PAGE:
We cannot just kill the crocodiles

via We cannot just kill the crocodiles | The Zimbabwean 18 August 2014

When the Kariba Holidays Facebook page called for the setting up of a Crocodile Attack Database on 23 July 2014, the overwhelming response from those of the 16,000 plus people reached who responded was: What for? Just cull (kill) the crocodiles.

The post, coming soon after the attack and killing of Mackenzie Bailey (69) and Mai Mbewe within a fortnight of each other in July 2014, was mirrored by a similarly heavily-subscribed post on Mike Garden’s Bambazonke email forum.

Another victim was taken and killed by a crocodile last Monday, 11th August in the Nyanyana area of Kariba, exactly where Mai Mbewe was taken. The latest victim has been identified as a Mr Zhanda who worked for Lake Harvest Aquaculture, Zimbabwe biggest aquaculture operation.

Even though two large crocodiles have been shot, killed and gutted so far, no human remains have been found in them, suggesting that they are not the killer reptiles.

Locals have threatened to poison crocodiles if wildlife authorities do not take drastic measures to reduce fatalities among the fishing communities.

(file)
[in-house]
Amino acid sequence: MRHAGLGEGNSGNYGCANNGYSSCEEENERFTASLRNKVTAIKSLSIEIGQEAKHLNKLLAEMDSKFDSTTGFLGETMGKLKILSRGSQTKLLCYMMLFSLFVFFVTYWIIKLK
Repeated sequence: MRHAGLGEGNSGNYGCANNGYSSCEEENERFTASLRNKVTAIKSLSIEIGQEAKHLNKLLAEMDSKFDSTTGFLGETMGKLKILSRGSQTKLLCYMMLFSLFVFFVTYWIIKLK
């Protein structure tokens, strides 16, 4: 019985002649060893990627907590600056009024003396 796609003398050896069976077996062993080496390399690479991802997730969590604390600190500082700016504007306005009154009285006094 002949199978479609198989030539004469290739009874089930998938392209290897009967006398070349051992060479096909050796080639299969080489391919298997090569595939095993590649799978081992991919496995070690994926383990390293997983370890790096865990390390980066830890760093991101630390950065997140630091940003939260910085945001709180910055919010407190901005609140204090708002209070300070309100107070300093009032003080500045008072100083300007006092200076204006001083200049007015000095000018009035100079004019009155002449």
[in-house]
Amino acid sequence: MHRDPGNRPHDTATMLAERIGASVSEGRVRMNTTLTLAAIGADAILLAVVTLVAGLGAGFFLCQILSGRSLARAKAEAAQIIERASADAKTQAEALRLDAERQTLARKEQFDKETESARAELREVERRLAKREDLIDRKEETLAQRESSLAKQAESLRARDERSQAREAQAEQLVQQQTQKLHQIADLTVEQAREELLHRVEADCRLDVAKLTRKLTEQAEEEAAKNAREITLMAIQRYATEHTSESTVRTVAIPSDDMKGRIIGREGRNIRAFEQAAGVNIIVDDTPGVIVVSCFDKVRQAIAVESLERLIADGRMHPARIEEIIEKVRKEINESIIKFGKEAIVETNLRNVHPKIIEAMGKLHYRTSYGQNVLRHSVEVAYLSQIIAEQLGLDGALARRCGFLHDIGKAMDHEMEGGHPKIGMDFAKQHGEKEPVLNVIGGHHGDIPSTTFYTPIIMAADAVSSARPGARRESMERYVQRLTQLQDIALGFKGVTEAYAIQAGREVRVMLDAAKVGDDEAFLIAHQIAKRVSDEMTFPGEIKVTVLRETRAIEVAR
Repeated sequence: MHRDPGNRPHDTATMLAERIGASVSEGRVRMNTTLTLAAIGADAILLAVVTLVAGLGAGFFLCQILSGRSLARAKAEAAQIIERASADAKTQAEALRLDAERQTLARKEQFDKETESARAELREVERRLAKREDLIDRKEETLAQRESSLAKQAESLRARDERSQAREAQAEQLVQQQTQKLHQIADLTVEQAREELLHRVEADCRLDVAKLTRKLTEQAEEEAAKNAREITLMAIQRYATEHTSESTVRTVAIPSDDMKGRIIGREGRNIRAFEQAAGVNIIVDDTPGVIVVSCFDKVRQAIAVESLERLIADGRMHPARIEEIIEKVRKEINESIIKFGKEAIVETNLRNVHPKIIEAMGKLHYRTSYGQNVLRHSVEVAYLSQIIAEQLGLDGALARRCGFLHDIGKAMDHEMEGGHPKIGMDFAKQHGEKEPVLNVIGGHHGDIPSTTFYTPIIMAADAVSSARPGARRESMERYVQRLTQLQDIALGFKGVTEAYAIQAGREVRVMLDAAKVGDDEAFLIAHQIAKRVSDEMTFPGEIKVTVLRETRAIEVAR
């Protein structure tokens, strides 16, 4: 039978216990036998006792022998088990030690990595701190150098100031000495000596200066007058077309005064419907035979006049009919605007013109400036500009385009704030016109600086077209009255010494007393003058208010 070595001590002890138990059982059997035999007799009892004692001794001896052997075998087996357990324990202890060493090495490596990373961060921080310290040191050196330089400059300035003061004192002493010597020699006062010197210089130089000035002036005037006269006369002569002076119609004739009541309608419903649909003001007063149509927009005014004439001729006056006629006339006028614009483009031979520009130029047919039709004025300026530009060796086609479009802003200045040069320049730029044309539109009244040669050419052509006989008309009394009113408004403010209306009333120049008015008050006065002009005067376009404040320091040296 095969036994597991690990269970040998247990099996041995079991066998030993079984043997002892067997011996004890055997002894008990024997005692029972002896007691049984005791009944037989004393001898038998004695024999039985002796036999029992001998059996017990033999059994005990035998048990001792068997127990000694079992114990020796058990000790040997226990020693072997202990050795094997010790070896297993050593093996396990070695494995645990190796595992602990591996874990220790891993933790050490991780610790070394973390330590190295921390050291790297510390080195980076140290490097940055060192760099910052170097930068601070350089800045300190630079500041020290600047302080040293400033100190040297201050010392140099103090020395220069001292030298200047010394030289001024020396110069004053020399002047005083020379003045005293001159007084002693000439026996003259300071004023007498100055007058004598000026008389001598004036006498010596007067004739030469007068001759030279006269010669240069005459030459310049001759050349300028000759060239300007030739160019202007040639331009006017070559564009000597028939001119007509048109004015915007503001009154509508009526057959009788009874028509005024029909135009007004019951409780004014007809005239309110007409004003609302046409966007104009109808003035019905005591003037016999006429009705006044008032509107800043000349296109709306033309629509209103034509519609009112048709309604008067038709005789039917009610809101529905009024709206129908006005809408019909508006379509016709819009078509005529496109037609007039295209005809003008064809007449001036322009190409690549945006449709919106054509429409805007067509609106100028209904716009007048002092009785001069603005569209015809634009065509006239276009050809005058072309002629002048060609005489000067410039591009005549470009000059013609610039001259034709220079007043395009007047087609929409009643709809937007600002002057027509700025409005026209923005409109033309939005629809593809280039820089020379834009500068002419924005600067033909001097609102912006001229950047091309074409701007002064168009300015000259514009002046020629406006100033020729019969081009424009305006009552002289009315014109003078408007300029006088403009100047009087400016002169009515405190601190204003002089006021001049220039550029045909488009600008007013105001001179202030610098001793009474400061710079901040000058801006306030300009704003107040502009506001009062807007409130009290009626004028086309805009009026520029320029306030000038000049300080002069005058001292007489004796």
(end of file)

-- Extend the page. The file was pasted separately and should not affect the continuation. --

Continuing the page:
The call by Kariba Holidays is not unprecedented as the latest issue of Environment Africa’s Greenline Africa magazine issue reports that Australian researchers have launched the world’s first crocodile attack database, CrocBITE, “hoping to firm anecdotal reports that harmful or fatal incidents are increasing.”

It was disappointing, however, to note that most of the contributions were based on mere thoughts and beliefs that were not supported by factual data from substantive surveys. It would be naïve to expect Parks and Wildlife authorities to act based on such speculative information.

Prove it

There was also no official response to the public outcry from the Parks and Wildlife Management Authority.

Admittedly, crocodile attacks have increased in the recent past, but to attribute this to increased numbers is not helping matters unless we can prove this. No wildlife authority worth its salt would be expected to act randomly and sentimentally.

But the contributions did yield positive and serious contributions, some of which I put down here for wildlife authorities to consider implementing.

If a systematic and authoritative survey proves that we have more crocodiles than necessary in Lake Kariba, large and potentially dangerous crocodiles should be culled before they kill people, not afterwards – as is the case now. Culling should happen first in populated areas and holiday and leisure spots. It has been rightly observed that popular water sports such as skiing and spear-fishing are no longer possible in Kariba due to the crocodile menace.

Natural hunters